Trade and Foreign Affairs minister, E. P. Chet Greene says the impacts of the war in Europe on the region could extend beyond increased fuel prices if it is not resolved quickly.
On Monday, Minister Greene said Antigua and Barbuda will remain in step with the position of the international community regarding its handling of Russian interests.
While Antigua and Barbuda does not have laws that speak specifically to the implementation of sanctions on other sovereign nations, it has indicated that it will suspend ties with Russians and Belarusians in respect of the Citizenship by Investment Programme (CIP).
The country has also requested a list of Russian individuals and companies named on international sanctions lists in order to remain compliant with the international community’s restrictions on these parties.
This said, the region of Europe now embroiled in the war is not just an important oil conduit; it also plays a major role in the world’s food supply chain.
Minister Greene warns that lengthy conflict in the region could have economic implications for Antigua and Barbuda that extend beyond increased fuel prices.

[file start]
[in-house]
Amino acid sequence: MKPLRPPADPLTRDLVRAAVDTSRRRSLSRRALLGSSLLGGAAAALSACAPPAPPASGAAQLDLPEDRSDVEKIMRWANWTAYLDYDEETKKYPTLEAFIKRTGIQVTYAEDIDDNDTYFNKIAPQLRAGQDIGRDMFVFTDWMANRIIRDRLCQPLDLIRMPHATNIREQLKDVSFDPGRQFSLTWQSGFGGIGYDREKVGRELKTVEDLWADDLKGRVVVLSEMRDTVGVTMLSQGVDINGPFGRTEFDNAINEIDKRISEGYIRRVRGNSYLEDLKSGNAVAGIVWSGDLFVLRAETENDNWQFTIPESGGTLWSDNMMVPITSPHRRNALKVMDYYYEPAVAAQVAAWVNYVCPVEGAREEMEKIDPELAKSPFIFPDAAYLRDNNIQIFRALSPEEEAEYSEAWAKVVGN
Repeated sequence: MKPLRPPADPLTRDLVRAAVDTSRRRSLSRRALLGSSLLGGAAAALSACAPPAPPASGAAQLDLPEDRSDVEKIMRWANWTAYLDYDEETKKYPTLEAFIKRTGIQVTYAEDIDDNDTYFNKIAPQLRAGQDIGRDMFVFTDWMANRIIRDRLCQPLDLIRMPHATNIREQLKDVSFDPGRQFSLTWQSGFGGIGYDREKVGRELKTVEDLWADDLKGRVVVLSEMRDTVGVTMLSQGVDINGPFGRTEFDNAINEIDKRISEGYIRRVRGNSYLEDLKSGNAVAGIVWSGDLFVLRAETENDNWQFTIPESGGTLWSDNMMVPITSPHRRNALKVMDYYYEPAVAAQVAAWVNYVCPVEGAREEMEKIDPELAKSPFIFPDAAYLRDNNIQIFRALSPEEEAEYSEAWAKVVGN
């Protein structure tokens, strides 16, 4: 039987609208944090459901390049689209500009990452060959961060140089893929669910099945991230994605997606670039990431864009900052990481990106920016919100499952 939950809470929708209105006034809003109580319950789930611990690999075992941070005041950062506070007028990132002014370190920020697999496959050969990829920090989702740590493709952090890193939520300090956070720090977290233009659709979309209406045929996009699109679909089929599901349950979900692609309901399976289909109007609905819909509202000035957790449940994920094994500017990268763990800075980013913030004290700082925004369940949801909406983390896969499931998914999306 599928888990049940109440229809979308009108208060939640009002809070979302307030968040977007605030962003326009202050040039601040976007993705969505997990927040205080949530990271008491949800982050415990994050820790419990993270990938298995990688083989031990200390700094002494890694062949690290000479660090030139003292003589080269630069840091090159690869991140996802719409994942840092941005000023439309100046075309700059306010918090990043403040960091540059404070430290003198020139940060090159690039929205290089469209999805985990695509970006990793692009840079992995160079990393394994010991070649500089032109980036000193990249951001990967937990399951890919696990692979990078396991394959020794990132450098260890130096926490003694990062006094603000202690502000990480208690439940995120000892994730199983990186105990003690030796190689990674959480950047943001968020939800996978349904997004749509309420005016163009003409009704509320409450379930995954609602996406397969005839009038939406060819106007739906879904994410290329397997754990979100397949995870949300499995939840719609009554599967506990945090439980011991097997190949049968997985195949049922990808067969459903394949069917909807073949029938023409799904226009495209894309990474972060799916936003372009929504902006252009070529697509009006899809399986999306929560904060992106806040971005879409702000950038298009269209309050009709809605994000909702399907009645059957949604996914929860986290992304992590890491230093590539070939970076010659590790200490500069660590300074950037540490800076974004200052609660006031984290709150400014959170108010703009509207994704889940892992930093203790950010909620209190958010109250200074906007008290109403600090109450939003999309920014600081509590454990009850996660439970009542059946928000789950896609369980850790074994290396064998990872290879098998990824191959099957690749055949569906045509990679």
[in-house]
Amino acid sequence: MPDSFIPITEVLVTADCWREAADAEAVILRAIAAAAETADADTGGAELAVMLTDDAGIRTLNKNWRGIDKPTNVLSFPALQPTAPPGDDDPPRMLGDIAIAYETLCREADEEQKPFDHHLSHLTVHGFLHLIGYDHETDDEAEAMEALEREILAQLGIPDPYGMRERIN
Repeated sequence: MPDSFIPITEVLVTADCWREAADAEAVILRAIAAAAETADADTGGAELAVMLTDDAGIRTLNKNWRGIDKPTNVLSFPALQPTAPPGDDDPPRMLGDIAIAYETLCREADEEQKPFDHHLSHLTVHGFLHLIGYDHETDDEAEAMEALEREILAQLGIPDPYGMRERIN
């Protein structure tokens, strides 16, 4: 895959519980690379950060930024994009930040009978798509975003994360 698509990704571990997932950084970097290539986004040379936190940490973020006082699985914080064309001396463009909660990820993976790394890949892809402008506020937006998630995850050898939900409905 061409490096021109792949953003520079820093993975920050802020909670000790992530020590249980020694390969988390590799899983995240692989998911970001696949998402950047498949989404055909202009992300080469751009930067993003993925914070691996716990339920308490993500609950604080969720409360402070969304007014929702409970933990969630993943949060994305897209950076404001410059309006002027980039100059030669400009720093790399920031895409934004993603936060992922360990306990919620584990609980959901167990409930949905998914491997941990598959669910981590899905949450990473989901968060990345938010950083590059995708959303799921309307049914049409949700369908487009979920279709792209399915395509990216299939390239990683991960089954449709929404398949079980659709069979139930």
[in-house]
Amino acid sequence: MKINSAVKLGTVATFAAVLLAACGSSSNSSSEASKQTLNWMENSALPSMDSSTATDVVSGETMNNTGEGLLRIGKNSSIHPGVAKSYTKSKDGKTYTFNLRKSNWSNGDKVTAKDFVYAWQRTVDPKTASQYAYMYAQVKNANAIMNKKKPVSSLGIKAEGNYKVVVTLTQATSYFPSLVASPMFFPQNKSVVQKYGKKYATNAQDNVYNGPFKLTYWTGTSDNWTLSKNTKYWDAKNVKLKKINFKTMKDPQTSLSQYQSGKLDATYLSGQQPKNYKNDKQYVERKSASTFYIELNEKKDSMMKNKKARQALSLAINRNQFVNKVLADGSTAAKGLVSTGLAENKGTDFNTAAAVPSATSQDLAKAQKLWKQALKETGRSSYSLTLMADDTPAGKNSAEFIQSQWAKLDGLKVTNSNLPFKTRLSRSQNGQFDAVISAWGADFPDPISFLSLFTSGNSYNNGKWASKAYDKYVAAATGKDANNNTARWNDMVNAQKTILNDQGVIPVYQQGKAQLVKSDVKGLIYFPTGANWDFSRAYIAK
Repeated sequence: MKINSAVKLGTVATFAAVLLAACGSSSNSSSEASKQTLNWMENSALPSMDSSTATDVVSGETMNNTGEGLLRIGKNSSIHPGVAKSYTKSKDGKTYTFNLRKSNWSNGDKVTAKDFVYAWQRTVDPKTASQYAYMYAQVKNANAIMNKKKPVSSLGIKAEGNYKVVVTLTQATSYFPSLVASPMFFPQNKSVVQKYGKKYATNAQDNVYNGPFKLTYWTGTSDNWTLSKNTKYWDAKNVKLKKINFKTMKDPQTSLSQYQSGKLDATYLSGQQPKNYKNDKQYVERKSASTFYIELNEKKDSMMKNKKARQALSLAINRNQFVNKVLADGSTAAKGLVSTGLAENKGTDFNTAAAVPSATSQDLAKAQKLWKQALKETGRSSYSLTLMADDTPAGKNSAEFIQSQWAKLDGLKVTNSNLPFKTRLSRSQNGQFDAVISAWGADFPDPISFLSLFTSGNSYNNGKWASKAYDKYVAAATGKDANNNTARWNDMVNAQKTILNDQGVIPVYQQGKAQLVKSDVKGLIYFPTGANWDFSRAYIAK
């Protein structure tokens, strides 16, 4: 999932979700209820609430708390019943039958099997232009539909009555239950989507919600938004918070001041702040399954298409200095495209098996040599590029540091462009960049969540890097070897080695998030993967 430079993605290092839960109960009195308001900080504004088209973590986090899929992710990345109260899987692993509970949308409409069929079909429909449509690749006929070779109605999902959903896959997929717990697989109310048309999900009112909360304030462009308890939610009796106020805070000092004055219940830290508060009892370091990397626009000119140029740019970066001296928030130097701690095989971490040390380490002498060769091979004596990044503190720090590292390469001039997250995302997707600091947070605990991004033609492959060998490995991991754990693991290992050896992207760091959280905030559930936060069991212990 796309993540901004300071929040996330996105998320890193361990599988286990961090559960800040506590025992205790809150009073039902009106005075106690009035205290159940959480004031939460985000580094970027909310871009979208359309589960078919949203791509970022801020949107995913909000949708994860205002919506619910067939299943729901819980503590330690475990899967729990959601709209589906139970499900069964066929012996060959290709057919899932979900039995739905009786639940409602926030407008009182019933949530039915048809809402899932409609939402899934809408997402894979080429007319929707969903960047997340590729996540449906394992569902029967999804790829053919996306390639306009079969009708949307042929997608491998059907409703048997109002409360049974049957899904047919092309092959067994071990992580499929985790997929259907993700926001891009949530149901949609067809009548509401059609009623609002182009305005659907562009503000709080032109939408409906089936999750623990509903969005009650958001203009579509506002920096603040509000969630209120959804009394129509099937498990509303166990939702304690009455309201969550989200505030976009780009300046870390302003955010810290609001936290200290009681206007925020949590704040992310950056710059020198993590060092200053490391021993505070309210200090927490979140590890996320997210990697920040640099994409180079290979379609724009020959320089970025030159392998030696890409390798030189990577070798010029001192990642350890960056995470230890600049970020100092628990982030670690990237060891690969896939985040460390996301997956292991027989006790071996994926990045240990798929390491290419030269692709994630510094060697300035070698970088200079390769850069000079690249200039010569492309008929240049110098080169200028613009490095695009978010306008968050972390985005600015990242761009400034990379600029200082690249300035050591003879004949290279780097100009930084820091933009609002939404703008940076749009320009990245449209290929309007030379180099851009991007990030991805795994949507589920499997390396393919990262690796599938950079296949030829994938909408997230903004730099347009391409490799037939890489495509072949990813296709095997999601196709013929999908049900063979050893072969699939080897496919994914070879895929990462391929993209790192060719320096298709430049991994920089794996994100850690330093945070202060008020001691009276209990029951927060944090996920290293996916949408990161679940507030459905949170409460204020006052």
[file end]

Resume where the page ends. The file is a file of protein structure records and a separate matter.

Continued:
“We also run the risk of seeing an escalation in inflation in food prices in particular, and even the possibility of food shortages.
“Russia and Ukraine account for almost 70 percent of the world’s grains, and when you look at that kind of reality, it tells you that we are in a spot of bother,” Greene said.
The minister said he predicts that the Caribbean will be particularly affected by shortages created by the broken supply chain caused by widespread travel and trade sanctions on the war-torn European region.
“We are bracing for the worst, but hoping for the best, the best meaning that the war will not be protracted and that we can see a return to some kind of normalcy where prices of oil will drop; where the potential for food shortages will not become a reality and certainly where the inflationary arrangements brought on by the pandemic are not made any worse.”